at the Union Buildings in Pretoria
The residents of this quaint southern city are happy to host the South African cricket team – they just want them staying away from their beloved football side.
Southampton, aka the Saints, played their first home game in the Premier League in seven years on Saturday with a number of the South African squad attending. Unfortunately the day didn’t turn out so well for Southampton, who lost 2-0 to Wigan, and there was a cheeky suggestion by some local supporters that it was the touring cricket side’s fault for bringing bad luck to St Mary’s Stadium.
So it was best then that the Proteas got back to some training on Sunday – on the cricket field – ahead of Tuesday’s second one-day international against England at The Ageas Bowl (or Rose Bowl). With just 37 balls possible in the abandoned first match, not much, if anything at all was learned about the two sides.
Both teams will be keeping a close eye on the weather. This being the wettest summer anyone here can remember, the forecast for sunny skies on Tuesday has been met with relief by Hampshire County Cricket Club, who are responsible for the venue. Both sets of players were left frustrated by all the rain in Cardiff last Friday, so a chance to get on to the field for some action has them all re-energised, especially the players who had participated in a tough Test series.
For South Africa’s bowlers, and presumably England’s, the extra day’s rest was probably handy. Dale Steyn probably would have played if circumstances required, but he will be available for selection now that his neck isn’t stiff anymore. Albie Morkel remains a concern, with his ankle ailment being treated as a day-to-day case, but will be put through his paces at this morning’s practice, yet it will only be once he wakes up on Tuesday that a proper assessment can be done.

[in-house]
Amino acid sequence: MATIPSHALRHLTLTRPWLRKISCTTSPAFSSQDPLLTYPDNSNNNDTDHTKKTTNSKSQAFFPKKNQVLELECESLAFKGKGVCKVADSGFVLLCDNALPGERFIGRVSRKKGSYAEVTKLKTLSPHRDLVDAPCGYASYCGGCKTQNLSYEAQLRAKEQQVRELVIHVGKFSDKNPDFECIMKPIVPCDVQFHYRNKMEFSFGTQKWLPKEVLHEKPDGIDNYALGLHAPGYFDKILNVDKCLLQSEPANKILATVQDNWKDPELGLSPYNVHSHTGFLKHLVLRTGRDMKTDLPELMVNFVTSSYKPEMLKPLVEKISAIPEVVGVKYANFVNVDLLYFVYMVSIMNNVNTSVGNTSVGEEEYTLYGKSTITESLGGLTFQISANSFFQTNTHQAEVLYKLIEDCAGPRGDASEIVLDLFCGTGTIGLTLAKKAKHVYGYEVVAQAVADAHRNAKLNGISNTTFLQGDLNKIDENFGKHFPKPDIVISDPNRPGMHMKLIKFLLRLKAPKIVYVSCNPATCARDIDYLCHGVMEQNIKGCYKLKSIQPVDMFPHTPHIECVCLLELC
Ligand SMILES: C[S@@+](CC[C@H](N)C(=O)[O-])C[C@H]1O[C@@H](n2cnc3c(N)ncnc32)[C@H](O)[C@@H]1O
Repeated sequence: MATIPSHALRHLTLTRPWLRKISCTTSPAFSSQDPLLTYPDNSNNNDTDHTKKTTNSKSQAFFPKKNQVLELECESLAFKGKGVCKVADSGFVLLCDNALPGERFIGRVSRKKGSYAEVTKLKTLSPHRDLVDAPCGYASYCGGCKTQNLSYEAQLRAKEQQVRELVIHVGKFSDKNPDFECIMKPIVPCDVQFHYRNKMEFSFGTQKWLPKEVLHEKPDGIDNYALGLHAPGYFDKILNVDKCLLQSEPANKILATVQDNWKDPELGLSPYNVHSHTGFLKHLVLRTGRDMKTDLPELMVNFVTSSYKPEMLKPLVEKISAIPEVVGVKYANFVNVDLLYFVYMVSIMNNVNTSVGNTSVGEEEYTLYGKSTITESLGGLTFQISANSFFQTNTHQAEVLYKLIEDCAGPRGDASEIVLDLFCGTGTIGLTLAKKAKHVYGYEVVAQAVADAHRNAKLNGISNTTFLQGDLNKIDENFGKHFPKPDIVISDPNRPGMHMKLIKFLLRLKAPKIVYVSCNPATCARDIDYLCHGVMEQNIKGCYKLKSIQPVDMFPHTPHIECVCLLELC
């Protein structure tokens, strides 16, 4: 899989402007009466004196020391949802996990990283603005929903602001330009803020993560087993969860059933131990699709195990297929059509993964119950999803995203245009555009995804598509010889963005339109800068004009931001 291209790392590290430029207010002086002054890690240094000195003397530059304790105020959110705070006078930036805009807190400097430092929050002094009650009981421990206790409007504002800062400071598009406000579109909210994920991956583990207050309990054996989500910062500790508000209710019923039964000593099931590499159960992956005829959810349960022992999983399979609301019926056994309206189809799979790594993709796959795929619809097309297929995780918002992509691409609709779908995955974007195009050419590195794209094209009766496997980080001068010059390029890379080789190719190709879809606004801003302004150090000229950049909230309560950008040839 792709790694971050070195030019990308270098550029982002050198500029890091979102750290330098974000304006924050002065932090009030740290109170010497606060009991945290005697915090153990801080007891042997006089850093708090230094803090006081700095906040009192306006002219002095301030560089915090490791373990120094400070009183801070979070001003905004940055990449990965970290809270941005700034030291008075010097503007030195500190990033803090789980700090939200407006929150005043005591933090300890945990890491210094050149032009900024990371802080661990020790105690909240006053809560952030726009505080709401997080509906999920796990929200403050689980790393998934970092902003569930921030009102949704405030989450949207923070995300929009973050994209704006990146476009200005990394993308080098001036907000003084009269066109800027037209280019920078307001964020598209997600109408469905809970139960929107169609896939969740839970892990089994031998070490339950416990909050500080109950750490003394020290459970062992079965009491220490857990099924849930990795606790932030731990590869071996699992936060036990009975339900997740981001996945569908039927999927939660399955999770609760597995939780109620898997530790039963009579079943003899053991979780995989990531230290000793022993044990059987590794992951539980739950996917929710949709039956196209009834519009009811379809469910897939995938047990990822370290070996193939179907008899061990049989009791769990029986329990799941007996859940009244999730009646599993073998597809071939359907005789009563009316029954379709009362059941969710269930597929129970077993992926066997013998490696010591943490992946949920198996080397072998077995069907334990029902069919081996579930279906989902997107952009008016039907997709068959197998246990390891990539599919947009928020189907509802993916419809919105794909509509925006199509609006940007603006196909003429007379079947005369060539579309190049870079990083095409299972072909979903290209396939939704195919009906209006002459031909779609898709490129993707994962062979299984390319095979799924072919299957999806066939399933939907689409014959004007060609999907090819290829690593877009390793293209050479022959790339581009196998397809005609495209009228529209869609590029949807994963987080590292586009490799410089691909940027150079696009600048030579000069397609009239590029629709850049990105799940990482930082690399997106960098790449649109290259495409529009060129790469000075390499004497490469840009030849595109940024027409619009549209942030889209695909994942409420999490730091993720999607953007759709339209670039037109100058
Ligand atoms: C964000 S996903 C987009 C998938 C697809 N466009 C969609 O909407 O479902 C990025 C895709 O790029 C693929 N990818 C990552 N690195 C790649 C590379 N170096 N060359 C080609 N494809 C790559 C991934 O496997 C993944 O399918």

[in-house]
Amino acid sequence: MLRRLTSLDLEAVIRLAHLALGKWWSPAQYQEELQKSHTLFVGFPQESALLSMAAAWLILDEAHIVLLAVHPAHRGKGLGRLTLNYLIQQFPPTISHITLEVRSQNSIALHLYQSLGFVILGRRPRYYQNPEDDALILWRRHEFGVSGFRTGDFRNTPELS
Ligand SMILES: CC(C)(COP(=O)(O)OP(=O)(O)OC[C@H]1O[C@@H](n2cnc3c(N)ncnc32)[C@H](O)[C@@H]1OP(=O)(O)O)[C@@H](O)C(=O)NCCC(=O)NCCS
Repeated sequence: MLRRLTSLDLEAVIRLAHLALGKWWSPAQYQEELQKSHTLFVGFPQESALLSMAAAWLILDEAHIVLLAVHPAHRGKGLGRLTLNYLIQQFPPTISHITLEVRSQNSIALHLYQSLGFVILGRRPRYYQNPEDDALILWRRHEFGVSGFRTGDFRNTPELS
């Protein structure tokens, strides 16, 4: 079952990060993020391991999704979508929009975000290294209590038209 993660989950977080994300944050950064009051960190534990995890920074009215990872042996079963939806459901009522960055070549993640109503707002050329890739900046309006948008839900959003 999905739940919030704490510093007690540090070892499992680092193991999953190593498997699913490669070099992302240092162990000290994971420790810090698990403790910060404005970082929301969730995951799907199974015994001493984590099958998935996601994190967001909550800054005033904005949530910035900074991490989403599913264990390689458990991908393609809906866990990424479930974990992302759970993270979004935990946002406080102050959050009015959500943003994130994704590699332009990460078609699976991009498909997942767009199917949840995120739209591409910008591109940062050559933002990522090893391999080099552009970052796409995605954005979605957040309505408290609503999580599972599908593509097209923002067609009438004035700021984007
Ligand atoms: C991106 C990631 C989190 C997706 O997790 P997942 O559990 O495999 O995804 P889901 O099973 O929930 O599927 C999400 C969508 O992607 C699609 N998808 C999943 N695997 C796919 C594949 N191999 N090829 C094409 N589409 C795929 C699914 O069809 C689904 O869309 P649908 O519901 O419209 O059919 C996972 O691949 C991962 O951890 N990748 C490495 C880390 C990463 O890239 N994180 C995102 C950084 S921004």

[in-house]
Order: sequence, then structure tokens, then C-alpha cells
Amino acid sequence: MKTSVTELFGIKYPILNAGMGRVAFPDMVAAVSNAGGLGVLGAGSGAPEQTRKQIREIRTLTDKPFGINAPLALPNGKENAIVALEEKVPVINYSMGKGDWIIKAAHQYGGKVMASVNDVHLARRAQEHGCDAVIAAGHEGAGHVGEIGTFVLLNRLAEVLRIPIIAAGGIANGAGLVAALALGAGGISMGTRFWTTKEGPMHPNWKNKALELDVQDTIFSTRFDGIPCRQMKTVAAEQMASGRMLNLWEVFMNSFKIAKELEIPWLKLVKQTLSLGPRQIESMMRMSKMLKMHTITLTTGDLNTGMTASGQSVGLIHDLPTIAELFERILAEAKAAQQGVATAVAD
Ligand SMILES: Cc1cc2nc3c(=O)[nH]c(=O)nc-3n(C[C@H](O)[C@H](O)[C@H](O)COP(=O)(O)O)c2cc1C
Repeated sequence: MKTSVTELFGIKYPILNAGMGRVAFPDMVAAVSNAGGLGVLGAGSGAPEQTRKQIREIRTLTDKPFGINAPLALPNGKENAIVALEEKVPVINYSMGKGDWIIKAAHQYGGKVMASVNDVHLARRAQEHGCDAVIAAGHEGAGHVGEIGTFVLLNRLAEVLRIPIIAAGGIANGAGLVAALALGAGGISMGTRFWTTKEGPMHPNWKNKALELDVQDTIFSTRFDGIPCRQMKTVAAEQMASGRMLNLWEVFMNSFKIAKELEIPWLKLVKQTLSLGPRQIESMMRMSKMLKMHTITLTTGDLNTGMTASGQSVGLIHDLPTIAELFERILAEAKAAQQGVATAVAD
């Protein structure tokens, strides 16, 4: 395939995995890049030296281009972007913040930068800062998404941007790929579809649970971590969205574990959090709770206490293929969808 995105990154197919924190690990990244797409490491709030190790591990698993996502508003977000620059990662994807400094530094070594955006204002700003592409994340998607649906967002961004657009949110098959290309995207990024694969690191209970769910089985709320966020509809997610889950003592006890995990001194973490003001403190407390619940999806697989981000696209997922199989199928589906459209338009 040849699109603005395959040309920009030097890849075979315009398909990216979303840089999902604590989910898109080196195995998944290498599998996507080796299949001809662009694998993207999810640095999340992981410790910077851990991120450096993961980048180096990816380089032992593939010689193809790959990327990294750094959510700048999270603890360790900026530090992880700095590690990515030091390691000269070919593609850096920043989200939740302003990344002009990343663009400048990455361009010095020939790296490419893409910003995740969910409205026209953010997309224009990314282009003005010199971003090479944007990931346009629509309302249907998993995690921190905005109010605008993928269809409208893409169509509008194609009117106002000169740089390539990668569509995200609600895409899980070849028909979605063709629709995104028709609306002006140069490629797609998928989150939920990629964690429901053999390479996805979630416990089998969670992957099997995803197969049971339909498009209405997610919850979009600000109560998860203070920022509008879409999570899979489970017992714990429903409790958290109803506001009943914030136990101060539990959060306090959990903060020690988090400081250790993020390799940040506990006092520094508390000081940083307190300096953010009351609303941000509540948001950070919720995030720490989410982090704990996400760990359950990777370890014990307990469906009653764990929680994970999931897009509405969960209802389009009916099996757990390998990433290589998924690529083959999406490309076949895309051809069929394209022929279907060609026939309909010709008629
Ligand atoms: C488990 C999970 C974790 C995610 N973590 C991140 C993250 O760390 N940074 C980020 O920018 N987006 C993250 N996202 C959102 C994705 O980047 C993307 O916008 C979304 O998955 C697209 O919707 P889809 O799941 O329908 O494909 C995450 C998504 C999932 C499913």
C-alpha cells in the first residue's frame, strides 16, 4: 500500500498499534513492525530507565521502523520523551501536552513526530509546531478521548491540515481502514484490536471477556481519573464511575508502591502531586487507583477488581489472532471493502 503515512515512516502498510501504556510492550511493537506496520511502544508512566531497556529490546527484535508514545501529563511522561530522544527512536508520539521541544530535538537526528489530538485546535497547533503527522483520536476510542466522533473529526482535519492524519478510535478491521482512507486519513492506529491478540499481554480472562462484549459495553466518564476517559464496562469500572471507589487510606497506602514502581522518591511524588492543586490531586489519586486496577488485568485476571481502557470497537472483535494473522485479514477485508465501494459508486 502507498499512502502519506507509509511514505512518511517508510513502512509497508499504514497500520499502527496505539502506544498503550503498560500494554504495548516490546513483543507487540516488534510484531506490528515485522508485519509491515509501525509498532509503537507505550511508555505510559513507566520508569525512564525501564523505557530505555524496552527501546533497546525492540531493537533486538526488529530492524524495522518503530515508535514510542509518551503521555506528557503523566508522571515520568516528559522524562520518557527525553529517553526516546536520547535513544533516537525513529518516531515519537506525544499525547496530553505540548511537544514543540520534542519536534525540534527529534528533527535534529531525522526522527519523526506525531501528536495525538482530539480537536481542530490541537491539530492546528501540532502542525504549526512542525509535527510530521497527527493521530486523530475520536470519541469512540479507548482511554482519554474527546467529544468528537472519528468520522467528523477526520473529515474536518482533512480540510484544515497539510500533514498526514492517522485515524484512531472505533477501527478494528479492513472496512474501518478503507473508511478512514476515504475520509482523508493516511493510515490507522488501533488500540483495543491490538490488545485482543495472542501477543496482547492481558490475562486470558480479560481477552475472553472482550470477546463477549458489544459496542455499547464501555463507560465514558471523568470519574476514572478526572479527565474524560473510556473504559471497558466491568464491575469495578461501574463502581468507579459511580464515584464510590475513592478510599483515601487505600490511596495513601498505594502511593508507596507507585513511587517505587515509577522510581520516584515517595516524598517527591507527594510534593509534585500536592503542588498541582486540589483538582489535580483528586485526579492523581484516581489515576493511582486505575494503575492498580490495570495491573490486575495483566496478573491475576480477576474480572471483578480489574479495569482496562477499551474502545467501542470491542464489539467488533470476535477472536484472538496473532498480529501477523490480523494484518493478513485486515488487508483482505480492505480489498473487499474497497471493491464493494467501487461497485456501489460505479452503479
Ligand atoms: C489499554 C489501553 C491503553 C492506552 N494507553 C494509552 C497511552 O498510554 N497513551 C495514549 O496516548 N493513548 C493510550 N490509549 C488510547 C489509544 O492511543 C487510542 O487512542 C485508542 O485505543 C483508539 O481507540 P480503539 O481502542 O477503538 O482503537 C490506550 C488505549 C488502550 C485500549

As is the case with their batting, South Africa’s bowling is very much about flexibility. It started at the World Cup last year, where then captain Graeme Smith opened the bowling with spinner Johan Botha (against the West Indies) and Robin Peterson (against England) and it is an area AB de Villiers will be utilising as well.
From Friday’s starting XI, had there been anything close to a full innings, De Villiers had at his disposal seven bowlers. It helps that there are so many all-rounders of course. The best – Jacques Kallis – may not be participating in the series, but in Ryan McLaren, Robin Peterson, Albie Morkel and Wayne Parnell there are sufficient good bowlers who have reasonable batting qualities so as not to weaken the lower order.
Where South Africa have struggled previously, certainly up until the World Cup last year, was the spin department, but Peterson and Imran Tahir – who is also in the one-day squad – have greatly improved that part of South Africa’s game.
Most importantly perhaps they are not viewed just as containing bowlers, and Smith wanted them to attack last year, which is what they’ll continue doing under De Villiers.
Faf du Plessis and JP Duminy would in most circumstances bowl those “make up” overs, though it could be argued, certainly in Duminy’s case, that he is good enough to get through a full 10-over spell.
There are enough options for De Villiers, but a key part of his captaincy will be in utilising those dynamics. If the sun shines in the next two weeks, we’ll see how creative he can be. – The Star